Nov 19, 2018  
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ENG 108 - College Writing II for Non Native Speakers of English


This course, designed for non-native speakers of English at an advanced level of proficiency in written English, focuses on sophisticated analysis and evaluations of texts and on the writing of essays that expand and refine thinking about issues and ideas from across the disciplines.  Students analyze and evaluate ideas and information from a variety of sources, including electronic database and networks.  They acquire the skills to choose the appropriate rhetorical stance for different ideas, purposes, and audiences, and produce thesis-centered essays as a result of synthesizing multiple positions on global issues.

Prerequisite- Corequisite
Prerequisites:  ENG 107 College Writing I for Non-Native Speakers of English

Credits: 3
Hours
3 Class Hours (equivalent to ENG 111 for International Students)
Course Profile
Course Objectives:

1.  To provide ESL College students with practice in writing research essays, process writing, and American writing conventions.
2.  To provide students with practice in writing various rhetorical types of essays and/or combination of them: process, cause/effect, comparison/contrast, and argumentative.
3.  To provide students with practice in writing with sources: paraphrasing, summarizing, synthesizing, and citing and documenting quotations.
4.  To refine and sharpen students' grammar and mechanic skills in writing activities, enabling them to use more sophisticated sentence structure and avoid common sentence errors (such as fragments, run-ons, and commas splices).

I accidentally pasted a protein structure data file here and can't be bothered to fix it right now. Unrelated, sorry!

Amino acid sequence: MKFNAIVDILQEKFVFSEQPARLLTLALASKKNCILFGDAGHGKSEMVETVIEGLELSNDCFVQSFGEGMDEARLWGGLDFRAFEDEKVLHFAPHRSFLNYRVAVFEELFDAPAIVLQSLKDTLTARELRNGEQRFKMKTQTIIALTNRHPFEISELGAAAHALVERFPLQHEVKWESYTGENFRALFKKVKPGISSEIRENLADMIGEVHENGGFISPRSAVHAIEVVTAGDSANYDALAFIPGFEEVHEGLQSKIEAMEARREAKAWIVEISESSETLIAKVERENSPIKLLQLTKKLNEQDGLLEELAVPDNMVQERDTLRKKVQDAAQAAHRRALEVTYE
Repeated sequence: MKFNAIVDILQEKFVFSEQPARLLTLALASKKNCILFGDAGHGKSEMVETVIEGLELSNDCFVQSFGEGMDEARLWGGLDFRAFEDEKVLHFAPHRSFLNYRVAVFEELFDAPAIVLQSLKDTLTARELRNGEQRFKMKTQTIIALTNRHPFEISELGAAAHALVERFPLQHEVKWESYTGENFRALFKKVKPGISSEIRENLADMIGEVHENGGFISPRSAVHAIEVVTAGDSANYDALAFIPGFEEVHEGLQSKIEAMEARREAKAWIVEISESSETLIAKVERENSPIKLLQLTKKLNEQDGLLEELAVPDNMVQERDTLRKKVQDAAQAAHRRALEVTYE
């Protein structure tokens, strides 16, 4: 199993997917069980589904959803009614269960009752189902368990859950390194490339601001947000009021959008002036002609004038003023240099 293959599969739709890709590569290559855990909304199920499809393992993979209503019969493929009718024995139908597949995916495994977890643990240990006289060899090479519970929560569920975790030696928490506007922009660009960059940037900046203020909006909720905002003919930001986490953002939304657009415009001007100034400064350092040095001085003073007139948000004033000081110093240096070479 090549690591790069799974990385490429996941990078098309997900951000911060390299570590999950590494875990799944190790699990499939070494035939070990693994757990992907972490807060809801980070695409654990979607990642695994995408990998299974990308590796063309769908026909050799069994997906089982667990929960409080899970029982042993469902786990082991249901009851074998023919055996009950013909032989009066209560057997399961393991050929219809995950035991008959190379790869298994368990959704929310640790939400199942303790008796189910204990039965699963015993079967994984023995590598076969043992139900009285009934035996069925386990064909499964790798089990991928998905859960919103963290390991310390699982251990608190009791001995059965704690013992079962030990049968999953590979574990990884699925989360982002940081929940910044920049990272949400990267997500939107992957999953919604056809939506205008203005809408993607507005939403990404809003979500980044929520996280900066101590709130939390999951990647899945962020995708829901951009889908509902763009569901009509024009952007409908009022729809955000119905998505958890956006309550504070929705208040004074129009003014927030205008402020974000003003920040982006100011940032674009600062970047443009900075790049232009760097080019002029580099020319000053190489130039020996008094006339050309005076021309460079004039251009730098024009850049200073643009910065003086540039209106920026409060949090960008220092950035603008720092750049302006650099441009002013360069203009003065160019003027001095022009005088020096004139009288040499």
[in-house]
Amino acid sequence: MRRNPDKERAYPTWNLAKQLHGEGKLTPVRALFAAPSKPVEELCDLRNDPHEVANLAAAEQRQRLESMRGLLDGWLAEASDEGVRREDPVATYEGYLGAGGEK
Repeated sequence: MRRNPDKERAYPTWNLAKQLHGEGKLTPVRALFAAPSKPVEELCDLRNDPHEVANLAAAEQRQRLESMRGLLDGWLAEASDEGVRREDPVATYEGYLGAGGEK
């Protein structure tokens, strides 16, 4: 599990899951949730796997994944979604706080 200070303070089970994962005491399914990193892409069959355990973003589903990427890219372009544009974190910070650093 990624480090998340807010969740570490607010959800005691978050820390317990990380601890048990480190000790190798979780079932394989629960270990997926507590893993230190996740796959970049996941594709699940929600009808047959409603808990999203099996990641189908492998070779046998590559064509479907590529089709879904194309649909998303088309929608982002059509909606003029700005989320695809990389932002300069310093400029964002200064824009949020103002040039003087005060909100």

Learning Outcomes of the Course:

Upon successful completion of this course the student will be able to:

1.  Critically read, annotate, anlayze, and respond to texts using informal writing.
2.  Detect a writer's thesis, purpose, audience, tone, organization and bias.
3.  Use informal writing strategies to stretch and deepen their thinking about ideas they encounter in their reading, make connections between their reading and their own personal experience, and reinforce the practice of reading as a dialogue activity.
4.  Effectively write a critical reaction or response to a text.
5.  Understand pre-writing strategies such as brainstorming, free-writing, journal writing, journalist's questions, and outlining and apply them to various writing task.
6.  Develop competence in using appropriate rhetorical modes to address a writing task.
7.  Develop reasonable arguments about controversial issues, and express the main idea in a clear thesis and provide adequate support.
8.  Develop fluency in using paraphrases, summaries, or syntheses to avoid plagiarism.
9.  Revise their own texts by themselves and with a peer reviewer for content, organization and clarity, and give constructive feedback to peers about their writing.
10.  Use MLA and/or APA in-text citations properly and correctly form a bibliography page.
11.  Improve proof reading skills by detecting and correcting grammar, spelling, and mechanics errors in advanced texts and in their own work.



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